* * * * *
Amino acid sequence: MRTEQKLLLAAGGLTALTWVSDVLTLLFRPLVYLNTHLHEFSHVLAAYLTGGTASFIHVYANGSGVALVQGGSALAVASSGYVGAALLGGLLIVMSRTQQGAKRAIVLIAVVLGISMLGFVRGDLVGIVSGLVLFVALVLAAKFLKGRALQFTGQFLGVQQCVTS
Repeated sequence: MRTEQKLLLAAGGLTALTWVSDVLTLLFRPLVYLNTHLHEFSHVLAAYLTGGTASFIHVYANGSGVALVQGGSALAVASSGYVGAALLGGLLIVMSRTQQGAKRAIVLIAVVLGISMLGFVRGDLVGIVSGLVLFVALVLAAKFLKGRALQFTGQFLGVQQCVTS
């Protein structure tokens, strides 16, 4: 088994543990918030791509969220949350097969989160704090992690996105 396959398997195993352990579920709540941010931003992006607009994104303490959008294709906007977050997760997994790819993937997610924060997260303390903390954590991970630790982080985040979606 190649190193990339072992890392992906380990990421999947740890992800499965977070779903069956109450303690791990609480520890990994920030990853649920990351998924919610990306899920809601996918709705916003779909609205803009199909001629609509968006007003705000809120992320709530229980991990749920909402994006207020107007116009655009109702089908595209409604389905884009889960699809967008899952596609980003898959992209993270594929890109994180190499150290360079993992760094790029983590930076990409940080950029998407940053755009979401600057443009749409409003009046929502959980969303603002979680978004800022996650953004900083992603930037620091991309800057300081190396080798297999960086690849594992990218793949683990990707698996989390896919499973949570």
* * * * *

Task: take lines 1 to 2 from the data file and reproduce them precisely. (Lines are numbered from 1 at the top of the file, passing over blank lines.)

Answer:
Amino acid sequence: MRTEQKLLLAAGGLTALTWVSDVLTLLFRPLVYLNTHLHEFSHVLAAYLTGGTASFIHVYANGSGVALVQGGSALAVASSGYVGAALLGGLLIVMSRTQQGAKRAIVLIAVVLGISMLGFVRGDLVGIVSGLVLFVALVLAAKFLKGRALQFTGQFLGVQQCVTS
Repeated sequence: MRTEQKLLLAAGGLTALTWVSDVLTLLFRPLVYLNTHLHEFSHVLAAYLTGGTASFIHVYANGSGVALVQGGSALAVASSGYVGAALLGGLLIVMSRTQQGAKRAIVLIAVVLGISMLGFVRGDLVGIVSGLVLFVALVLAAKFLKGRALQFTGQFLGVQQCVTS